Electronic Imaging And Antenna Arrays

Imaging systems such as the eye and electronic video cameras create images that are sampled in space. In other words, there is an array of light-sensitive elements at the imaging plane, and each element produces its own electronic signal proportional to the light intensity received at its location on the imaging surface. If the array is very finely grained, the image resolution is unaffected. If the array is not finely grained, a pixilated effect occurs.

Now, what if the "middle man" (i.e., the lens), is removed? Could electronics somehow process the radiation received by the sensor elements as a lens would, such that an image could be created? The answer is yes! Although the technology does not exist for such processing to be accomplished at visible frequencies, electronic imaging can be accomplished readily at radio and microwave frequencies. The key factor for electronic imaging is the ability to process all the information in the wave. Visible light sensing elements can only produce a signal proportional to the time-averaged amplitude (intensity) of the received light.

*The moon provides a gauge for understanding angular size. As seen from Earth, the moon subtends 1/2 degree.

Figure 13.8 A two-dimensional array of dipole antennas forms a rectangular aperture, sampled at discrete points in space.

Figure 13.8 A two-dimensional array of dipole antennas forms a rectangular aperture, sampled at discrete points in space.

All phase information is lost. In contrast, radio antennas capture the actual wave, providing instantaneous amplitude and phase of the radiation received at that location.

An antenna array is a group of antennas spaced such that they span an electrically large aperture. There are many variations on antenna array geometry. Some are very simple, composed of only two or three antennas, while others comprise hundreds of antennas. I will only discuss the basic premises of antenna arrays. Suppose you want to create an aperture for imaging at radio or microwave frequencies, but you don't want to use a dish. Instead you can create an electronic lens, by placing numerous antennas evenly across an aperture, as shown one-dimensionally in Figure 13.8.

In effect, this is a sampling of a continuous aperture at discrete locations, the spatial analogue to the time domain sampling performed in digital audio systems. Time domain sampling in audio systems puts a limit on the minimum time resolution (or equivalently, it puts a limit on the maximum frequency). The spatial case is somewhat more complex, and I will not cover the details. The processing to produce an image is quite simple—delay and sum. The electronics need to perform the delay that physically occurs in a lens or reflecting dish, such that all the rays are added together in phase. For example, to focus far-field radiation received from the direction broadside to the array, the antenna signals are just added together. To focus far-field radiation received from an angle, 0, the signals are each delayed by amount,

c to recreate the wavefront (places of equal phase) as shown in Figure 13.8. In this formula, X is the distance along the array, 0 is the angle in the direction of the source, and c is the speed of light. This technique allows for focusing at infinity. For focusing objects at a finite distance, each signal must be delayed to recreate the spherical wavefront of close objects. For example, to focus the antenna array at a finite distance, r, broadside to the array, you apply a delay,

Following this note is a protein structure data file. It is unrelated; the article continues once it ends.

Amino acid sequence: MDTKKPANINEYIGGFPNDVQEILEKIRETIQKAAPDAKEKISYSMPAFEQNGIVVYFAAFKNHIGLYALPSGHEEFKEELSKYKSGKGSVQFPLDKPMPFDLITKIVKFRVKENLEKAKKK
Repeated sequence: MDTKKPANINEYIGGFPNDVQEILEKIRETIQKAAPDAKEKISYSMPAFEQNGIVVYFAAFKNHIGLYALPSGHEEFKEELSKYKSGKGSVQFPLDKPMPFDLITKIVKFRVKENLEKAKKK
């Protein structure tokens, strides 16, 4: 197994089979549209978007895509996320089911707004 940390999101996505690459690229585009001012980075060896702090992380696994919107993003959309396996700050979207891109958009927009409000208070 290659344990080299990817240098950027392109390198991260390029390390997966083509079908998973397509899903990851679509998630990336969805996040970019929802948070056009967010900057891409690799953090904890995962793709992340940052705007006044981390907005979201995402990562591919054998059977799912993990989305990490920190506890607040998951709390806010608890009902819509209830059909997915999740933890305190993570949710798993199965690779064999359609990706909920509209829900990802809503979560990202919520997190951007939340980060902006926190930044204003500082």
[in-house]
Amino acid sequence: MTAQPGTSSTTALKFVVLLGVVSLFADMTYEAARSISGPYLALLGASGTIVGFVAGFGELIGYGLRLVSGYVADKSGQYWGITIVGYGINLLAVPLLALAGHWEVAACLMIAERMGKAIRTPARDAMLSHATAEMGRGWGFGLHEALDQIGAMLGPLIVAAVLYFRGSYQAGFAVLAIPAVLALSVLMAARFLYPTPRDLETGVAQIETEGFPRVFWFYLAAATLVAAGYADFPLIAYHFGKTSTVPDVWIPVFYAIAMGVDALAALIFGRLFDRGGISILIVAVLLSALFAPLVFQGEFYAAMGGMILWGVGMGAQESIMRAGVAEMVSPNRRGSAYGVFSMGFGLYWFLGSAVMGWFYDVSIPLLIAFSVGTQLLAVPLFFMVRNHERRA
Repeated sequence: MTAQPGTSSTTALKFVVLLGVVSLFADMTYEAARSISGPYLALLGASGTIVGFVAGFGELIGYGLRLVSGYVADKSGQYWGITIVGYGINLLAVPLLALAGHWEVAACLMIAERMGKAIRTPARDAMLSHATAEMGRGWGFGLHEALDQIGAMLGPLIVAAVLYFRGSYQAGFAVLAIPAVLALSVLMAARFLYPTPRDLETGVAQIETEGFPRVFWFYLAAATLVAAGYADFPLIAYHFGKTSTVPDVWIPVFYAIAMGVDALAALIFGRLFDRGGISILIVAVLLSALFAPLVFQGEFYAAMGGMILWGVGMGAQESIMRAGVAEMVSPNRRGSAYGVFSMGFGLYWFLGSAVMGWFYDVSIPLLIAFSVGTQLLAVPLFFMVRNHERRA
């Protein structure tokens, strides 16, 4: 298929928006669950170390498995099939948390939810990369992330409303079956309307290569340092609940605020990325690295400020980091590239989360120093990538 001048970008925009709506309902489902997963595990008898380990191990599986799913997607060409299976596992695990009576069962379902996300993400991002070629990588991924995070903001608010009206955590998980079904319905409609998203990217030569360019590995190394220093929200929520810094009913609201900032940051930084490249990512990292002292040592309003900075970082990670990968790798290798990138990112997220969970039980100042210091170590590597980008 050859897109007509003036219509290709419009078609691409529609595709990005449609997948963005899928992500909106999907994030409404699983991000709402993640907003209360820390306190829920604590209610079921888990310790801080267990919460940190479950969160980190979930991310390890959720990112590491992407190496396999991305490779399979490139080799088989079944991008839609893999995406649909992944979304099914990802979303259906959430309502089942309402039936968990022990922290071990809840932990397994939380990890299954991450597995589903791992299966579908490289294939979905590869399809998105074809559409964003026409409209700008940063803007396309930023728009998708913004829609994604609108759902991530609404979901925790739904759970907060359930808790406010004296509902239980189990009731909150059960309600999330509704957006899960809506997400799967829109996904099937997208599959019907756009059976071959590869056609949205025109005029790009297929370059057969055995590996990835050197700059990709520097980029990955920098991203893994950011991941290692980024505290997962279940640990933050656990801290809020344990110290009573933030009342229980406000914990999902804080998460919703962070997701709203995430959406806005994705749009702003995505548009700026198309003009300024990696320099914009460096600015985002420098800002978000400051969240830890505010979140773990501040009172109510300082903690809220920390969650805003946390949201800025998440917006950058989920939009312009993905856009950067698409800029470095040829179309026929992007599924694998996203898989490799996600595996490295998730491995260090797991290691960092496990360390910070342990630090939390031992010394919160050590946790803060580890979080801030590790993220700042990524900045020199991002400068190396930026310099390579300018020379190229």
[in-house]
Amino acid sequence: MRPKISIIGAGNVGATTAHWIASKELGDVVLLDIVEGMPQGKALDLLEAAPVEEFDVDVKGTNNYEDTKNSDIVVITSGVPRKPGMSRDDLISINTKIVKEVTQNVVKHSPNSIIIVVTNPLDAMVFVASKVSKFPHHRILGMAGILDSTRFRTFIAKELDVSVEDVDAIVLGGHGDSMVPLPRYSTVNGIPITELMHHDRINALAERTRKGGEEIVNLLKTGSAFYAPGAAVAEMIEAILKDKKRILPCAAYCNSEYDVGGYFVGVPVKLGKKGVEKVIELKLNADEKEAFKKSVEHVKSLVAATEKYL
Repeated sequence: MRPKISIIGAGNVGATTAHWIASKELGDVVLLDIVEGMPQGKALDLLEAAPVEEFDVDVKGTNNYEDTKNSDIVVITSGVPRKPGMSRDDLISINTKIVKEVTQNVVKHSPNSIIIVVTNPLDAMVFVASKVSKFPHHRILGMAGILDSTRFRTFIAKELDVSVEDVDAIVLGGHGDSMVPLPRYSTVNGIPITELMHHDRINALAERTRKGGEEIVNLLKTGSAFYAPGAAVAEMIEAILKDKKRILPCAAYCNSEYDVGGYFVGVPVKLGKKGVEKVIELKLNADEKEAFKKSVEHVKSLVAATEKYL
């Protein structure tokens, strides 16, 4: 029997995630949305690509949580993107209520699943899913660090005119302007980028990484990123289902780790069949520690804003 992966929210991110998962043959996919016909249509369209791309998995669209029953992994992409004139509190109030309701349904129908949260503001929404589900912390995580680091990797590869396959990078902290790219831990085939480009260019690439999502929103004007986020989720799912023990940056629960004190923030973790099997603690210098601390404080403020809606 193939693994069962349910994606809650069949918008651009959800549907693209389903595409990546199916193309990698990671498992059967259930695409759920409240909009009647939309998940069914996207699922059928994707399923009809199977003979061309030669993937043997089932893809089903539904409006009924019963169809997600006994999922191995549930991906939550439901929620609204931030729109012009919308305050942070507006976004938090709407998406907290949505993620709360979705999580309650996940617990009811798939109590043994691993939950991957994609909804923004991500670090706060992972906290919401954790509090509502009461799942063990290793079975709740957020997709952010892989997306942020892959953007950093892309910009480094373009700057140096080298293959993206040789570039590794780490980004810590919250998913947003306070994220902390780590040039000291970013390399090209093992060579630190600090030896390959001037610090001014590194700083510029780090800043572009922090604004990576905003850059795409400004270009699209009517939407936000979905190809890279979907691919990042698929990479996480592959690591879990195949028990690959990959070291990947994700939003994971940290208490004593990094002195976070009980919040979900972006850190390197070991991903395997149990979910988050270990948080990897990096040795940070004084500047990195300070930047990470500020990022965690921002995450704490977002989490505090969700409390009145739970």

c to each element. In this formula, X is the distance from the center of the array and r is the distance to the source from the center of the array. The delay can be implemented via LC filters or via computer programs in a microprocessor (assuming that the signals are digitized).

The application of antenna arrays is not limited to imaging. Antenna arrays can be used to focus signal reception from a specific direction, just like a reflecting dish. If the signals are narrowband, and therefore approximately single frequency, a simple phase shifter can be used instead of a delay function. Most communication signals fall in this category and are referred to as coherent sources. The process of using electronics to focus an antenna array is called beamforming. The beauty of the antenna array is that its beam direction can be changed electronically, in contrast to the reflecting dish, which must be physically redirected using motors. Another advantage of the antenna array is that it can simultaneously scan signals from different directions by operating multiple microprocessing algorithms or multiple circuits in parallel. The reflecting dish can only scan one direction at a time. The fact that antenna array signals are processed via electronics allows for adaptive antennas and so-called "smart antennas" to be designed. The last benefit of antenna arrays is that they can be used to create immense apertures, covering thousands of meters. All that is needed is a set of well-spaced antennas.

Solar Panel Basics

Solar Panel Basics

Global warming is a huge problem which will significantly affect every country in the world. Many people all over the world are trying to do whatever they can to help combat the effects of global warming. One of the ways that people can fight global warming is to reduce their dependence on non-renewable energy sources like oil and petroleum based products.

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